Players from Australia and New Zealand may play for other countries during the Rugby League World Cup
The decision by Australia and New Zealand to withdraw three months before the start of the Rugby World Cup was taken ‘prematurely’, according to a players’ union.
The Rugby League Players’ Association has now added its voice to a hodgepodge of criticism of the decision, stressing that the players who want to play have not been listened to.
The Australian Rugby League Commission (ARLC) and New Zealand Rugby League (NZRL) announced yesterday that they would not participate in the showpiece in England in October due to concerns over Covid.
Reigning champions Australia (pictured) has won the competition eight times and NZ once
The English Rugby Football League immediately hit back, claiming the Aussies and Kiwis were “cowardly, parochial and selfish” and suggesting that the decision to withdraw had more to do with securing the National Rugby League season down under, than anything related to the virus.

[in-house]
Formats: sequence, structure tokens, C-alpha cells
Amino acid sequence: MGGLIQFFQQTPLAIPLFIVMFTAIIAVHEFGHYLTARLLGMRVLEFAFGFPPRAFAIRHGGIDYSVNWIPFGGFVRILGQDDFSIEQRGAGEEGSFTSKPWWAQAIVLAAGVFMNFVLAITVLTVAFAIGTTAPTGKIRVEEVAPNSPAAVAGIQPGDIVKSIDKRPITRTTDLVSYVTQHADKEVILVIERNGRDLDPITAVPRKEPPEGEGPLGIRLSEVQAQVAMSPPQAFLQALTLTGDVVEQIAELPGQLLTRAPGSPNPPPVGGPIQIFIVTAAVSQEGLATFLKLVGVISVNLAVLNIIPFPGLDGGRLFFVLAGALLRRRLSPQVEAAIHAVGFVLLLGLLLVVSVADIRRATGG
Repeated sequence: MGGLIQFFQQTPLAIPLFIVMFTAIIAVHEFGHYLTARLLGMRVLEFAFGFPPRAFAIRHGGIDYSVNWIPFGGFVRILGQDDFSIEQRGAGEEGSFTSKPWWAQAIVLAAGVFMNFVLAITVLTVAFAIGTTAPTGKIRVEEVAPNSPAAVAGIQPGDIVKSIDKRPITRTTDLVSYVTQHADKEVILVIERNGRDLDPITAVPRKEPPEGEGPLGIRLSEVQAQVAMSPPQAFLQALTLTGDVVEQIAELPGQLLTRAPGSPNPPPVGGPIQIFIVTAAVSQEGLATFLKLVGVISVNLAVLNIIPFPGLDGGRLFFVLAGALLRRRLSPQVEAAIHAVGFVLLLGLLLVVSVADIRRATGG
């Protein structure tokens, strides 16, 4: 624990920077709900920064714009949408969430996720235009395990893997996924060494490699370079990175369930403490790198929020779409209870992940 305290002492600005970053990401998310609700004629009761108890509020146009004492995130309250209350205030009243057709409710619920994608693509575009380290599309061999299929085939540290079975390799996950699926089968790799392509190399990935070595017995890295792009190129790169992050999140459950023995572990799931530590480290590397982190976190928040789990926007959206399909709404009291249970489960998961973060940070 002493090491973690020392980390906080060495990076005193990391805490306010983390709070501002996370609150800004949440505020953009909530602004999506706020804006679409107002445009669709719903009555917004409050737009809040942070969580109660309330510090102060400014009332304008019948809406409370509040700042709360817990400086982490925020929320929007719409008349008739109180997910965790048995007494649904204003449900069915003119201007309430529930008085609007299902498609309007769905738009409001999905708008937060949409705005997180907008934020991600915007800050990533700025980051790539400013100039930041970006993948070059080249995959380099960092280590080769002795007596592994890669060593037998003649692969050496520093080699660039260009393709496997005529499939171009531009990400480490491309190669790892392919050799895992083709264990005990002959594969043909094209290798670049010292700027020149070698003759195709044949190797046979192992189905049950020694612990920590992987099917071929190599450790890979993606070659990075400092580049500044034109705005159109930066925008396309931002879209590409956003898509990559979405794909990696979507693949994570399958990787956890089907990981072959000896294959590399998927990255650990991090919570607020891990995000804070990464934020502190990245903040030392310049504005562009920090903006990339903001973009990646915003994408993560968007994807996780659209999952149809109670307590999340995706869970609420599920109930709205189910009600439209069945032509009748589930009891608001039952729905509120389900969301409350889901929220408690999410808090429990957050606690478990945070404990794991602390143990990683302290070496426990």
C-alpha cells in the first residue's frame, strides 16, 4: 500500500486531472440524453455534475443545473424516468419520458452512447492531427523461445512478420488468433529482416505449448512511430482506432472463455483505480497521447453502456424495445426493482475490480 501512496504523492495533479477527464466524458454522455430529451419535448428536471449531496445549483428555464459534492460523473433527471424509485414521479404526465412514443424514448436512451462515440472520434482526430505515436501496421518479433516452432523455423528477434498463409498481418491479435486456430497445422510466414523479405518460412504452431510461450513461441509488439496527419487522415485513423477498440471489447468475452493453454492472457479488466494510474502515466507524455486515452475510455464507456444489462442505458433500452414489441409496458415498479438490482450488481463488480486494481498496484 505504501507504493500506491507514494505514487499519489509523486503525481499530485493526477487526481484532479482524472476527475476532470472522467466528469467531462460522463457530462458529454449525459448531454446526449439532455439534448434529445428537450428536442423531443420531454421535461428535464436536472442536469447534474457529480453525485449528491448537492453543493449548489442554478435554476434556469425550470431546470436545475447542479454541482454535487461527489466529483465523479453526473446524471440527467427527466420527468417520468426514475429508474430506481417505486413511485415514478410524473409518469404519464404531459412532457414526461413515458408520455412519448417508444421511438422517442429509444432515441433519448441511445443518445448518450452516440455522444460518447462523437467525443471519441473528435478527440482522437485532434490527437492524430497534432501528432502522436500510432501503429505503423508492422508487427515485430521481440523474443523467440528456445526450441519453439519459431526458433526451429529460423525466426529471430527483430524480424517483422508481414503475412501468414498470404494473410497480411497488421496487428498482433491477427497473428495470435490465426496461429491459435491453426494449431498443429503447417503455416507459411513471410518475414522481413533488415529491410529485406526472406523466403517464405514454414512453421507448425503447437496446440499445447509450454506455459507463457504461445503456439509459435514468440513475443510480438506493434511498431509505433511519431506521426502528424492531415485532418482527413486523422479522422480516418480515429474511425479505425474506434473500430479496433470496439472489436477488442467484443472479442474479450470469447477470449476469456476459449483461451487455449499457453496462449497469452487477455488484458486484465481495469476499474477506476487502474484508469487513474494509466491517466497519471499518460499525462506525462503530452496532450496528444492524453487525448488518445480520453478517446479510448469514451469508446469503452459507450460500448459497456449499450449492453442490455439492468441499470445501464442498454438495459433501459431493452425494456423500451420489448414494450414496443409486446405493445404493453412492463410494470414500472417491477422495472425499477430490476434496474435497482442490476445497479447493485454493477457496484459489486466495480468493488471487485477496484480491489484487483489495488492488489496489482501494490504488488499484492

In addition, it pointed to inconsistencies in Australian and New Zealand sports, pointing out that their athletes, footballers, cricketers and Rugby Union players play abroad, or because of, also in the UK.
Now the RLPA has said that some players in England wanted to play on the world stage, but their views were not taken into account by the Australian and Kiwi rugby authorities.
“The news that Australia and New Zealand will not participate in the 2021 World Cup is undoubtedly disappointing for players who hoped to represent their country in the tournament,” RLPA chief executive Clint Newton said in a statement.
Australia and New Zealand have said they will withdraw from the Rugby League World Cup
STATEMENT BY ARLC AND NZRL